It is perfectly fine to hand wash your cast iron. I have done it for over 30 years and my mom and grandmother long before that. Heck I will even scrub it with steel wool if necassary. I will say that I never leave the pan in water for very long but I will boil some water with a top on to help dissolve whatever is baked on. If that doesn't do it for me, I get the stainless steel wool pad after it. If the pan looks as if I scrubbed a little too much, I will grease it up and pop it back in the oven for a while.

            As for scrubbing off the rust and not reseasoning it. I disagree with that. For it is going to immediately rust again. Not only would I recommend reseasoning and baking the oil/grease on, I advise doing it more than once to get a good coating back on it.
            Rust left on iron long enough will pit the metal. Rust is like cancer to metal, it eventually eats it up.

            1. re: dixiegal

              Just one more thing - I do use water on my cast iron and dry immediatly; however I had a pan that started to rust and found that my husband had been going me one better and using Dawn on it. You can't beat Dawn for degreasing! We just seasoned it again with a bit of oil and put it in a hot oven and it is as good as new.

              1. re: dixiegal

                Though in my experience, cast iron pans get enough grease drips on the outside without needing an intentional outside seasoning. I just focus on treating the inside right, and keeping the outside dry.

                1. re: dixiegal

                  "Rust left on iron long enough will pit the metal. Rust is like cancer to metal, it eventually eats it up."

                  Is this true of flash rust as well? and does rust engender more rust?

                  1. re: dixiegal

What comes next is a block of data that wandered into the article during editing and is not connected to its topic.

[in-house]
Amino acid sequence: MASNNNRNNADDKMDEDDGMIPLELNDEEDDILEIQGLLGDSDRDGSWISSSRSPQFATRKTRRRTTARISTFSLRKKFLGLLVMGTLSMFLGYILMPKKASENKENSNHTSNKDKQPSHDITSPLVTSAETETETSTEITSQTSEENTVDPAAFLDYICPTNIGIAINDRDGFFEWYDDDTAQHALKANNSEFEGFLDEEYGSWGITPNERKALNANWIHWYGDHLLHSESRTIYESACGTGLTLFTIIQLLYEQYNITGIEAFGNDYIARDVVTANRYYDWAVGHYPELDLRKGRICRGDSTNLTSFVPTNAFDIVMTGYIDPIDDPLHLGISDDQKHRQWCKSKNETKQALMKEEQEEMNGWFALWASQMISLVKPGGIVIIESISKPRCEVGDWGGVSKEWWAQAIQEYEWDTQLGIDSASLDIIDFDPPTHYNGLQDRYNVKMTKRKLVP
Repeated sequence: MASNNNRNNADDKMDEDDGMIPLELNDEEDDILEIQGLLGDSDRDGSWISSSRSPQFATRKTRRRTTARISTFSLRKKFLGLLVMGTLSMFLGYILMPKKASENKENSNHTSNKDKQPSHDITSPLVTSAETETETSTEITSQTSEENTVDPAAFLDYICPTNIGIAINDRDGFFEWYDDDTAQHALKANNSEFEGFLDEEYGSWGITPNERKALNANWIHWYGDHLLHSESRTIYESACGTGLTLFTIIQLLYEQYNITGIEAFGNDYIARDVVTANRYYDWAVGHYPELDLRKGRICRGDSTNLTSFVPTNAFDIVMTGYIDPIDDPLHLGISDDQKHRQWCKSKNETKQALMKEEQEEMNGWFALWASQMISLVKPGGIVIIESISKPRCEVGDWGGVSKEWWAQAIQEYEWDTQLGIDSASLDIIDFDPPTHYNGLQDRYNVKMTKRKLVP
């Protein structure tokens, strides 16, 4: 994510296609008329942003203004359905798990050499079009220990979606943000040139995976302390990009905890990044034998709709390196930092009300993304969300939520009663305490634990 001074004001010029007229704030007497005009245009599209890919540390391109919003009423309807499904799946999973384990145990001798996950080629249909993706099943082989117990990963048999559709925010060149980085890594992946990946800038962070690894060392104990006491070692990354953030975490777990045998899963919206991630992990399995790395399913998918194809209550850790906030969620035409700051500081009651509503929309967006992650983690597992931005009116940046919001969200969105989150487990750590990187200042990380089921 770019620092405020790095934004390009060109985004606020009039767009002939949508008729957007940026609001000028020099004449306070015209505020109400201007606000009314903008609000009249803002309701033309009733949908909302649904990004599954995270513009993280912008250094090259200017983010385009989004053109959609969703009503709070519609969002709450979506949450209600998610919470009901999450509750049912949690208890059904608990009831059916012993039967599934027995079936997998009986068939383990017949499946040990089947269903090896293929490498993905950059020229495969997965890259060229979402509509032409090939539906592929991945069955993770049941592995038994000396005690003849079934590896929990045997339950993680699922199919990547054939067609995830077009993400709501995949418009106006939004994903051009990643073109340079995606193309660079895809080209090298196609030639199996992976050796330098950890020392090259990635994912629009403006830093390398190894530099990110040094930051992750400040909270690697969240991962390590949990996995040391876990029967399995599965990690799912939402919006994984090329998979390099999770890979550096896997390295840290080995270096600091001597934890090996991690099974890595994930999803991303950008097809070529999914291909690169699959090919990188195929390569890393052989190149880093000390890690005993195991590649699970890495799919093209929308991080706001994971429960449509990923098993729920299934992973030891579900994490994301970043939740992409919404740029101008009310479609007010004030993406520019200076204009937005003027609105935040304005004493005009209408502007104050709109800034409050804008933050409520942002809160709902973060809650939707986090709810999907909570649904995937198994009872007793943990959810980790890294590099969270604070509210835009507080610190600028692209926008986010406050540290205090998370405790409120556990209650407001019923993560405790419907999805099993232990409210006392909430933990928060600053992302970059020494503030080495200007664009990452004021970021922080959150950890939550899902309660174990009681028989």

ditto to what Dixie said. I almost always wash with some soapy water, immediately dry over a stove top flame and lightly oil.

                    The proverbial cast iron skillet that your grandmother used was often used everyday for years. The pre-seasoning that Lodge provides or subsequent seasonings that we do, only provide a fraction of seasoning that those legendary pans had.

                    Having restored a few pieces, I can personally vouch for how quickly naked cast iron will rust. Right now most parts of the U.S are experiencing cold temperatures, so it's the perfect time to grease up your cast iron and bake some seasoning on.

                2. If you find flash rust quickly appearing after you have removed the rust, try putting some vegetable oil onto some steel wool. Give it a quick scrub to remove the flash rust and wipe off with a paper towel.

                  20 Replies
                  1. re: SanityRemoved

                    But doesn't that leave steel wool particles that are hard to completely wipe off w/o running under water, which then creates more flash rust? sigh, can't figure out this vicious cycle unless okay just to cook with the flash rust and hope it seasons over time. Was just worried that any rust, including if covered over w/seasoning, would impact the integrity of the pan.

                    Is it bad to have steel wool particles in one's food or is it okay in small doses? I also have yet to find a paper towel or cloth towel that doesn't leave tiny particles or lint on CI when wiping it dry or wiping it with oil - maybe my CI is simply not smooth enough.

                    1. re: iyc_nyc

                      i wash with a plastic brush & rinse in water. dry with a towel and then put on the stove on low heat to make sure all the water gets evaporated. i'd rather eat a small particle of lint vs. bits of steel wool :)

                      1. re: drewskiSF

                        Thanks.. Was responding to SR re: wiping off rust with steel wool/oil - find that paper towels will leave lint on the oiled CI when trying to wipe off the steel wool dust!

                      2. re: iyc_nyc

                        any steel wool you get on the pan would be rinsed off with hot water and a brush- then like everybody else says, set it on a hot burner for a minute or five to dry- end of problem. If your cast iron is that bumpy I'm not sure what you should do other than start over- I mean, does it have crevices and deep pits? Did it cost less than a dollar? Good cast iron isn't that difficult- a few tricks, maybe, but really pretty easygoing, and you don't have to avoid water like you seem to think you do.

                        1. re: EWSflash

                          Thanks. It's Lodge and vintage ERIE and Griswold.. Rinsing off w water leads to flash rust every time, no matter how fast i move from sink to stove!

                          1. re: iyc_nyc